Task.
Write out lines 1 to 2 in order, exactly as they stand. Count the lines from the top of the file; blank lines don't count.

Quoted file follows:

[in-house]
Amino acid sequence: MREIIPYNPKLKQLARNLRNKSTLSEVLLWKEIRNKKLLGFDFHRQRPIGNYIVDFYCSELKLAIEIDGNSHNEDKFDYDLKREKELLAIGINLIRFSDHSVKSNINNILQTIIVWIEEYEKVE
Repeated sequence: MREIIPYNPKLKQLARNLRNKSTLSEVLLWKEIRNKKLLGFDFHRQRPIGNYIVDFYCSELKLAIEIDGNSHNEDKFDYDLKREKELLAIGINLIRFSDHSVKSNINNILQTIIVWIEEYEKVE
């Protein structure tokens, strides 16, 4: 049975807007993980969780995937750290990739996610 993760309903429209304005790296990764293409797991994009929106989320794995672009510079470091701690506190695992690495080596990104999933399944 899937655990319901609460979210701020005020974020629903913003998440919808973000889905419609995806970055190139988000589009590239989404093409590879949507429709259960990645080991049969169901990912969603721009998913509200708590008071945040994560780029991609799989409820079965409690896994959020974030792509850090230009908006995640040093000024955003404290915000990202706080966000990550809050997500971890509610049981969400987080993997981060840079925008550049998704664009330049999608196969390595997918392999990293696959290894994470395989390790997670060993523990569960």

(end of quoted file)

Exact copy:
[in-house]
Amino acid sequence: MREIIPYNPKLKQLARNLRNKSTLSEVLLWKEIRNKKLLGFDFHRQRPIGNYIVDFYCSELKLAIEIDGNSHNEDKFDYDLKREKELLAIGINLIRFSDHSVKSNINNILQTIIVWIEEYEKVE